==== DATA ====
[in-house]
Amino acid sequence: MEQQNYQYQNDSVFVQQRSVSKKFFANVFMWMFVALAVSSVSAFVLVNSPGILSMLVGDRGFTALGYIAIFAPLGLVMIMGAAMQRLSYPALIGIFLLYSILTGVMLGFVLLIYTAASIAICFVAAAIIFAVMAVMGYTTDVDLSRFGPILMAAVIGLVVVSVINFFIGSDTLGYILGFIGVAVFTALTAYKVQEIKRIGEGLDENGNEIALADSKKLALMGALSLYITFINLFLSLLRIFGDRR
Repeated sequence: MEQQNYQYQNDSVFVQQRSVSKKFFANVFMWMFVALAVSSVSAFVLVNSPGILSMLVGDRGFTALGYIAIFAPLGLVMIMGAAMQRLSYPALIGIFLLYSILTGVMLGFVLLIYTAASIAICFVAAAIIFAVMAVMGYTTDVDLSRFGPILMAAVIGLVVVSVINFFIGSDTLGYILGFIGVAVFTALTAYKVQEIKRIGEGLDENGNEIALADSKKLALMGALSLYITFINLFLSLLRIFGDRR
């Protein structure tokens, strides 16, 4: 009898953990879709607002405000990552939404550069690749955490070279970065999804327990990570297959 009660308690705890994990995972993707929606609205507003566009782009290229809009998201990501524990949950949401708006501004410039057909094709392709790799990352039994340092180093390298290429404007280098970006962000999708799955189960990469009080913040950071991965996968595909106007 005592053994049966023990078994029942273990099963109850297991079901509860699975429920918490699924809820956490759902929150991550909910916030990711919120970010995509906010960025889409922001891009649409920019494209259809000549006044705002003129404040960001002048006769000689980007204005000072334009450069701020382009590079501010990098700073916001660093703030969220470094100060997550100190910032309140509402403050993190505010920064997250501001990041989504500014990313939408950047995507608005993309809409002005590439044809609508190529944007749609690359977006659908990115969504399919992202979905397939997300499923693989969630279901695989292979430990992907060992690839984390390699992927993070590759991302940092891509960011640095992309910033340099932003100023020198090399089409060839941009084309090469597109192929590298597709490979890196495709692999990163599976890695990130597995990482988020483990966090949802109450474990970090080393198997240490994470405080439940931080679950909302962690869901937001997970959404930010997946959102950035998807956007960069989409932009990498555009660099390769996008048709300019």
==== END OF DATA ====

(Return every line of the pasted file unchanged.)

[in-house]
Amino acid sequence: MEQQNYQYQNDSVFVQQRSVSKKFFANVFMWMFVALAVSSVSAFVLVNSPGILSMLVGDRGFTALGYIAIFAPLGLVMIMGAAMQRLSYPALIGIFLLYSILTGVMLGFVLLIYTAASIAICFVAAAIIFAVMAVMGYTTDVDLSRFGPILMAAVIGLVVVSVINFFIGSDTLGYILGFIGVAVFTALTAYKVQEIKRIGEGLDENGNEIALADSKKLALMGALSLYITFINLFLSLLRIFGDRR
Repeated sequence: MEQQNYQYQNDSVFVQQRSVSKKFFANVFMWMFVALAVSSVSAFVLVNSPGILSMLVGDRGFTALGYIAIFAPLGLVMIMGAAMQRLSYPALIGIFLLYSILTGVMLGFVLLIYTAASIAICFVAAAIIFAVMAVMGYTTDVDLSRFGPILMAAVIGLVVVSVINFFIGSDTLGYILGFIGVAVFTALTAYKVQEIKRIGEGLDENGNEIALADSKKLALMGALSLYITFINLFLSLLRIFGDRR
């Protein structure tokens, strides 16, 4: 009898953990879709607002405000990552939404550069690749955490070279970065999804327990990570297959 009660308690705890994990995972993707929606609205507003566009782009290229809009998201990501524990949950949401708006501004410039057909094709392709790799990352039994340092180093390298290429404007280098970006962000999708799955189960990469009080913040950071991965996968595909106007 005592053994049966023990078994029942273990099963109850297991079901509860699975429920918490699924809820956490759902929150991550909910916030990711919120970010995509906010960025889409922001891009649409920019494209259809000549006044705002003129404040960001002048006769000689980007204005000072334009450069701020382009590079501010990098700073916001660093703030969220470094100060997550100190910032309140509402403050993190505010920064997250501001990041989504500014990313939408950047995507608005993309809409002005590439044809609508190529944007749609690359977006659908990115969504399919992202979905397939997300499923693989969630279901695989292979430990992907060992690839984390390699992927993070590759991302940092891509960011640095992309910033340099932003100023020198090399089409060839941009084309090469597109192929590298597709490979890196495709692999990163599976890695990130597995990482988020483990966090949802109450474990970090080393198997240490994470405080439940931080679950909302962690869901937001997970959404930010997946959102950035998807956007960069989409932009990498555009660099390769996008048709300019």